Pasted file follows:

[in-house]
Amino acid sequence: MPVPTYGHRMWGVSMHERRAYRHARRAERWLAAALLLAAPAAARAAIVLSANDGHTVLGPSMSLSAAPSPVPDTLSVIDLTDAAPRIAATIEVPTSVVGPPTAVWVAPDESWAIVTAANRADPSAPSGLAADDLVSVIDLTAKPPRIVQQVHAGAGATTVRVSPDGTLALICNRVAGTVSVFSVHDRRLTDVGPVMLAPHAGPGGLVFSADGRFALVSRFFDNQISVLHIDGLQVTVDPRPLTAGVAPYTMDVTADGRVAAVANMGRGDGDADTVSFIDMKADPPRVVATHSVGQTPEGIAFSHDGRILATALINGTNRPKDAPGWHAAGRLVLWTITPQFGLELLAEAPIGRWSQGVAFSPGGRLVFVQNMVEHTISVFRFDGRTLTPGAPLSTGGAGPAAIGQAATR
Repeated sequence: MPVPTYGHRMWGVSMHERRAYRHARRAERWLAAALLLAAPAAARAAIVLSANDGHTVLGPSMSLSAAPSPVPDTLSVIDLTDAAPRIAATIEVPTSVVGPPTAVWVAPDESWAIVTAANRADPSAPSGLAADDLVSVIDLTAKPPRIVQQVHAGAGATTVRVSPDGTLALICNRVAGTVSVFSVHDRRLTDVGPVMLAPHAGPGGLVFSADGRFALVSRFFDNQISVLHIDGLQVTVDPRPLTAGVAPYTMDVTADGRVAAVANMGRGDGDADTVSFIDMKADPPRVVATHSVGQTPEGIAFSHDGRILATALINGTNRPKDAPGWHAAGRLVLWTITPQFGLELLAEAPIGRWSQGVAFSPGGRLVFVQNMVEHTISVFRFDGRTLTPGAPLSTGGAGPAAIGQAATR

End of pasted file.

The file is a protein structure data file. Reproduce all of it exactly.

[in-house]
Amino acid sequence: MPVPTYGHRMWGVSMHERRAYRHARRAERWLAAALLLAAPAAARAAIVLSANDGHTVLGPSMSLSAAPSPVPDTLSVIDLTDAAPRIAATIEVPTSVVGPPTAVWVAPDESWAIVTAANRADPSAPSGLAADDLVSVIDLTAKPPRIVQQVHAGAGATTVRVSPDGTLALICNRVAGTVSVFSVHDRRLTDVGPVMLAPHAGPGGLVFSADGRFALVSRFFDNQISVLHIDGLQVTVDPRPLTAGVAPYTMDVTADGRVAAVANMGRGDGDADTVSFIDMKADPPRVVATHSVGQTPEGIAFSHDGRILATALINGTNRPKDAPGWHAAGRLVLWTITPQFGLELLAEAPIGRWSQGVAFSPGGRLVFVQNMVEHTISVFRFDGRTLTPGAPLSTGGAGPAAIGQAATR
Repeated sequence: MPVPTYGHRMWGVSMHERRAYRHARRAERWLAAALLLAAPAAARAAIVLSANDGHTVLGPSMSLSAAPSPVPDTLSVIDLTDAAPRIAATIEVPTSVVGPPTAVWVAPDESWAIVTAANRADPSAPSGLAADDLVSVIDLTAKPPRIVQQVHAGAGATTVRVSPDGTLALICNRVAGTVSVFSVHDRRLTDVGPVMLAPHAGPGGLVFSADGRFALVSRFFDNQISVLHIDGLQVTVDPRPLTAGVAPYTMDVTADGRVAAVANMGRGDGDADTVSFIDMKADPPRVVATHSVGQTPEGIAFSHDGRILATALINGTNRPKDAPGWHAAGRLVLWTITPQFGLELLAEAPIGRWSQGVAFSPGGRLVFVQNMVEHTISVFRFDGRTLTPGAPLSTGGAGPAAIGQAATR